Kamae “構え” basically means stance, yet there are several ways to approach kamae. In Japanese, we have the verb form of Kamae, which is “構える“Kamaeru, which has several meanings as well, which it means; to prepare, to adopt a posture, to be ready and so forth. Without going too deep into a Japanese lesson, let’s discuss the finer details about Kamae in general.
Kamae is first a posture or stance, it is made up of specific rations involving the shoulders, elbows, hips, knees and feet, around the spine and our cores. Whether it is shizen no kamae, ichimonji no kamae or hicho no kamae, there are similarities and specific ratios that are maintained. From, the knees and elbows when connected in kamae form straight lines to the floor, the shoulders and hips are also lined up, the feet also are lined up in most kamae, but connected to another point that makes up the kamae. There are some kamae that seemingly break these ratios, most notably is bobi no kame, but it also generally follows the same structural ratio. I want you to keep in mind, the kamae I am specifically discussing are the way kamae is demonstrated and done by Noguchi Sensei and the late Oguri Sensei there are similarities by other Dai Shihan, but they differ slightly with their approach to kamae. See my post “On Balance”.
These ratios make up the majority of what makes or breaks a good kamae in my opinion. In addition to these ratios, you have a control of balance as well as weight distribution. Generally, you should maintain a kamae without much of a shift in balance, when you raise a single foot of either the front or back leg at any given moment. Basically, in kamae you should maintain an ability to easily lift either foot. If you must radically shift your balance to either leg, you have misplaced your balance somewhere it shouldn’t be, and you will not be able to adapt quickly enough to either counter or move into a better spot if a sudden attack comes, or by the third attack you will be “cooked”.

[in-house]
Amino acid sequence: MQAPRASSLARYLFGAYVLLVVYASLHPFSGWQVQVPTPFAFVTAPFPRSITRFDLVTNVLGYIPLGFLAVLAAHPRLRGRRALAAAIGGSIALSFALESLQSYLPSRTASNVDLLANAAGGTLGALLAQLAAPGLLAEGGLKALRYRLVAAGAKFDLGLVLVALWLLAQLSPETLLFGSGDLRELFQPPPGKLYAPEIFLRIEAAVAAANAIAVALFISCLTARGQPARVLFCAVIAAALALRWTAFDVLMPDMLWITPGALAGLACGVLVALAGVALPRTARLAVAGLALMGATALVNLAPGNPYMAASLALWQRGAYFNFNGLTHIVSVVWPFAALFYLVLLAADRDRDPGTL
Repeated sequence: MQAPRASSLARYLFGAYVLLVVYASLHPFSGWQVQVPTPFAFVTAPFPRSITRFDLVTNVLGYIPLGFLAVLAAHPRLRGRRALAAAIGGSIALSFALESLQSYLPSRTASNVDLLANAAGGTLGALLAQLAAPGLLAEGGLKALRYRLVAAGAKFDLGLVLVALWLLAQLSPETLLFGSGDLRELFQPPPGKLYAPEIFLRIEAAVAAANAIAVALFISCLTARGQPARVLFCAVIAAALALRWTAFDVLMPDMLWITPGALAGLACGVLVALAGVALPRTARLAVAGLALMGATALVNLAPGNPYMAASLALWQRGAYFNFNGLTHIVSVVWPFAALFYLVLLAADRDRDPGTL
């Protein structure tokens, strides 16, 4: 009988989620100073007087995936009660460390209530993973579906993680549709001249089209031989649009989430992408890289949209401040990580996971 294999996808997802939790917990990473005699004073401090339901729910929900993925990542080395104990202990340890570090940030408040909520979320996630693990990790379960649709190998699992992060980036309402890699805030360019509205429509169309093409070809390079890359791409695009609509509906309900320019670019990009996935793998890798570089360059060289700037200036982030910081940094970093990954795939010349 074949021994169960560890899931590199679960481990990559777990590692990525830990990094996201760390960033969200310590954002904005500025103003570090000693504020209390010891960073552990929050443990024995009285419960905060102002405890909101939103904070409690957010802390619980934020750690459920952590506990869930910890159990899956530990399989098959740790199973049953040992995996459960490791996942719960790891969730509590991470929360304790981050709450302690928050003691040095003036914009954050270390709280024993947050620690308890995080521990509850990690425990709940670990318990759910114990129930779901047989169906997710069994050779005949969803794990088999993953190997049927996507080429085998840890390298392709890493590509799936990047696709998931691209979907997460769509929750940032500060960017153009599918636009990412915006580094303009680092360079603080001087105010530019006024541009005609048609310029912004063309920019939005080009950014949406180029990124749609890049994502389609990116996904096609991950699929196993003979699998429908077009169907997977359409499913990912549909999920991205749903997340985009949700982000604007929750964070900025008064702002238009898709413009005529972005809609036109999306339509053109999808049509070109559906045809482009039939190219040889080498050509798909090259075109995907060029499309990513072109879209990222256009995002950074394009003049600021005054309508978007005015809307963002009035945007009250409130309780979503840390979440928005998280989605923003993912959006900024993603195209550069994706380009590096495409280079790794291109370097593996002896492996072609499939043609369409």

In addition, being able to easily move with minimal shifting of balance, we must look at the general structure of Kamae and purposes. Kamae is meant to control lines, and both guard and guide attacks and defenses alone these lines. Look to them as barriers set up to control the flow of water or air. How would these kamae look in a wind tunnel? How would water flow around these kamae in a river? In addition, kamae is also intended to affect both our own mental states as well as the mental states of the opponent or uke. They are meant to create a type of pressure on the opponent. Both, easing or putting on pressure or energy in the kamae is important, all the while controlling the flow of that pressure along lines you choose. At the same time, you can increase your confidence and calm your mind in these kamae. Now, I am not waxing poetic or philosophical on purpose here, but this imagery might be helpful.
Kamae helps guard and protect vital areas on the body, it also helps hide both movements and intentions. Free use of kamae, comes from understanding your body and balance fully. Taking kamae also requires practice and should be thoroughly studied and understood. Kamae is not necessarily static, but first you need to understand your own structure and balance for techniques to be learned and acquired. Will your Kamae break or faulter under pressure, will a breeze knock it over? Yet through proper practice and time you should be able to understand kamae more intimately. Through the process of Shuhari “守破離” you will arrive at a place where Kamae simply blends into what we call “体術” taijutsu. Kamae, in addition, to balance is just one of the fundamental principles that is Taijutsu.